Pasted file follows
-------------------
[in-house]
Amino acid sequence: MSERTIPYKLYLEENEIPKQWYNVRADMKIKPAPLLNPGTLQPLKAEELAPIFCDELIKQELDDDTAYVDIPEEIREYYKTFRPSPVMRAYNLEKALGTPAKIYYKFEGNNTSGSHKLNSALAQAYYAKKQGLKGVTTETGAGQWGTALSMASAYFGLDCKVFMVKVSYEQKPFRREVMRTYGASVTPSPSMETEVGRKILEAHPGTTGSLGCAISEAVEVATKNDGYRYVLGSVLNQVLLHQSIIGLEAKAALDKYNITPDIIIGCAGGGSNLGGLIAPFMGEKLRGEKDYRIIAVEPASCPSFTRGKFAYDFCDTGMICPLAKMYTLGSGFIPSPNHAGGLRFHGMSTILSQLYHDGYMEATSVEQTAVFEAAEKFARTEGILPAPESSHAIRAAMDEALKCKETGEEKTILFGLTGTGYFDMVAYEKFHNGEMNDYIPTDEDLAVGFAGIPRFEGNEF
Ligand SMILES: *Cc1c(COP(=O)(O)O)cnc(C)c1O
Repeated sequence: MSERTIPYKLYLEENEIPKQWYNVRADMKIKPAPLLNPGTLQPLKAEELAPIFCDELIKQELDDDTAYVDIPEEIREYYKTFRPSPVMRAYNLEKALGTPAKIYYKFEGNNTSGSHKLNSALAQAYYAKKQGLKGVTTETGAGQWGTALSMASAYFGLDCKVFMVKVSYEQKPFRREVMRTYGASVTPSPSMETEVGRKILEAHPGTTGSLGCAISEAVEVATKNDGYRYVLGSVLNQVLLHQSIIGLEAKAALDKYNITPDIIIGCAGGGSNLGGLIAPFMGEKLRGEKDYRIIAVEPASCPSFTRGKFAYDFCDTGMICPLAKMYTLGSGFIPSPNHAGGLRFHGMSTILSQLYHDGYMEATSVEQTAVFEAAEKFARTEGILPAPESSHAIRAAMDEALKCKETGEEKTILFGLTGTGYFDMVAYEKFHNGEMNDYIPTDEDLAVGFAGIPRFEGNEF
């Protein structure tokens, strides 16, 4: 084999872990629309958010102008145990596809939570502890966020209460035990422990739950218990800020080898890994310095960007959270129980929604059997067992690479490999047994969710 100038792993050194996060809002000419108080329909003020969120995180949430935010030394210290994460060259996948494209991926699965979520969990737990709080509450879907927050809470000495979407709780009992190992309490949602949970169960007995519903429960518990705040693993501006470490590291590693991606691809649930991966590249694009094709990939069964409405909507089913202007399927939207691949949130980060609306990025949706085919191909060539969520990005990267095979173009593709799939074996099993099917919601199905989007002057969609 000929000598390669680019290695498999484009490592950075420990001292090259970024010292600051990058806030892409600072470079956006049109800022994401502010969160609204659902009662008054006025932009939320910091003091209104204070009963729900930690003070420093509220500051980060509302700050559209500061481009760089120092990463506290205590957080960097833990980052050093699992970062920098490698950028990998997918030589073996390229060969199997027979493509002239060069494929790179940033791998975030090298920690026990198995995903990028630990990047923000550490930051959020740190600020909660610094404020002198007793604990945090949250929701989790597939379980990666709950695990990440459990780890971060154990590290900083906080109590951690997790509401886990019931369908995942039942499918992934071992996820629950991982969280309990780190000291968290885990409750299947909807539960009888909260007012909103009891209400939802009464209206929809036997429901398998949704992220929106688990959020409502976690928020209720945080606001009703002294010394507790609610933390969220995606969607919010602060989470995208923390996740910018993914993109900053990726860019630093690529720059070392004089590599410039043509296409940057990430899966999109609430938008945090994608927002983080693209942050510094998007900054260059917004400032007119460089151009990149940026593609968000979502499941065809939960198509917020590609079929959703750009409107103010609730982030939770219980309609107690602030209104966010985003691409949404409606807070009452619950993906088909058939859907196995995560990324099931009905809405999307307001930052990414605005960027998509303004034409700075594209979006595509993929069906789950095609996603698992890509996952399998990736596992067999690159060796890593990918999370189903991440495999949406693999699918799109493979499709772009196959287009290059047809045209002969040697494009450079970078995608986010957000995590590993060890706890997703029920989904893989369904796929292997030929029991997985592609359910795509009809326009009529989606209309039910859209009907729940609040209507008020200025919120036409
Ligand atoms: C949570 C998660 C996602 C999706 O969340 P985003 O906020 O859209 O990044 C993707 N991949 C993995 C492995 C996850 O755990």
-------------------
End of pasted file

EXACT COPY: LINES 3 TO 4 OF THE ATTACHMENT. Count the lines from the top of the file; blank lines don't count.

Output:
Ligand SMILES: *Cc1c(COP(=O)(O)O)cnc(C)c1O
Repeated sequence: MSERTIPYKLYLEENEIPKQWYNVRADMKIKPAPLLNPGTLQPLKAEELAPIFCDELIKQELDDDTAYVDIPEEIREYYKTFRPSPVMRAYNLEKALGTPAKIYYKFEGNNTSGSHKLNSALAQAYYAKKQGLKGVTTETGAGQWGTALSMASAYFGLDCKVFMVKVSYEQKPFRREVMRTYGASVTPSPSMETEVGRKILEAHPGTTGSLGCAISEAVEVATKNDGYRYVLGSVLNQVLLHQSIIGLEAKAALDKYNITPDIIIGCAGGGSNLGGLIAPFMGEKLRGEKDYRIIAVEPASCPSFTRGKFAYDFCDTGMICPLAKMYTLGSGFIPSPNHAGGLRFHGMSTILSQLYHDGYMEATSVEQTAVFEAAEKFARTEGILPAPESSHAIRAAMDEALKCKETGEEKTILFGLTGTGYFDMVAYEKFHNGEMNDYIPTDEDLAVGFAGIPRFEGNEF